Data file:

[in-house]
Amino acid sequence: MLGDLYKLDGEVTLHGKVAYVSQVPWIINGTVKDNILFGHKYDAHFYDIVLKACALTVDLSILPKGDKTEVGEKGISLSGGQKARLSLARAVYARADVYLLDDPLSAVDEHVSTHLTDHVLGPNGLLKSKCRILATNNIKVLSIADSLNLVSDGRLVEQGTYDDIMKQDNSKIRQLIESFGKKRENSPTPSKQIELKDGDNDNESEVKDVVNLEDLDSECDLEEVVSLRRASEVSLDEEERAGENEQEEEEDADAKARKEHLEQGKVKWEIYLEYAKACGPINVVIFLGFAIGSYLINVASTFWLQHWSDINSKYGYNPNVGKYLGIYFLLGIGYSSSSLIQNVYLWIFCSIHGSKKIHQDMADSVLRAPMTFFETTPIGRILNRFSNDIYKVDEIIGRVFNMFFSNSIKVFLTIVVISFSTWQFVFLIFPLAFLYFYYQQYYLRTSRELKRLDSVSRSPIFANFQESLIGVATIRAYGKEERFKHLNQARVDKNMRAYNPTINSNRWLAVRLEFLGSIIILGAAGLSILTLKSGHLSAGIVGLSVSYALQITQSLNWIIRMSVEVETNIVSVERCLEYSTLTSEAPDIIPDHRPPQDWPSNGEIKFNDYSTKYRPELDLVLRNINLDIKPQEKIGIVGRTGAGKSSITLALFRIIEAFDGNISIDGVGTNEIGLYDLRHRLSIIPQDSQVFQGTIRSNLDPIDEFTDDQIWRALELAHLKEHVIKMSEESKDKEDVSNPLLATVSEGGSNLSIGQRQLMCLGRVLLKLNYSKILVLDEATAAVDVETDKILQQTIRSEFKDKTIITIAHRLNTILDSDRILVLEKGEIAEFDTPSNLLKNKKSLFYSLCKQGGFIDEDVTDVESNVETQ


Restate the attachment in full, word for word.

[in-house]
Amino acid sequence: MLGDLYKLDGEVTLHGKVAYVSQVPWIINGTVKDNILFGHKYDAHFYDIVLKACALTVDLSILPKGDKTEVGEKGISLSGGQKARLSLARAVYARADVYLLDDPLSAVDEHVSTHLTDHVLGPNGLLKSKCRILATNNIKVLSIADSLNLVSDGRLVEQGTYDDIMKQDNSKIRQLIESFGKKRENSPTPSKQIELKDGDNDNESEVKDVVNLEDLDSECDLEEVVSLRRASEVSLDEEERAGENEQEEEEDADAKARKEHLEQGKVKWEIYLEYAKACGPINVVIFLGFAIGSYLINVASTFWLQHWSDINSKYGYNPNVGKYLGIYFLLGIGYSSSSLIQNVYLWIFCSIHGSKKIHQDMADSVLRAPMTFFETTPIGRILNRFSNDIYKVDEIIGRVFNMFFSNSIKVFLTIVVISFSTWQFVFLIFPLAFLYFYYQQYYLRTSRELKRLDSVSRSPIFANFQESLIGVATIRAYGKEERFKHLNQARVDKNMRAYNPTINSNRWLAVRLEFLGSIIILGAAGLSILTLKSGHLSAGIVGLSVSYALQITQSLNWIIRMSVEVETNIVSVERCLEYSTLTSEAPDIIPDHRPPQDWPSNGEIKFNDYSTKYRPELDLVLRNINLDIKPQEKIGIVGRTGAGKSSITLALFRIIEAFDGNISIDGVGTNEIGLYDLRHRLSIIPQDSQVFQGTIRSNLDPIDEFTDDQIWRALELAHLKEHVIKMSEESKDKEDVSNPLLATVSEGGSNLSIGQRQLMCLGRVLLKLNYSKILVLDEATAAVDVETDKILQQTIRSEFKDKTIITIAHRLNTILDSDRILVLEKGEIAEFDTPSNLLKNKKSLFYSLCKQGGFIDEDVTDVESNVETQ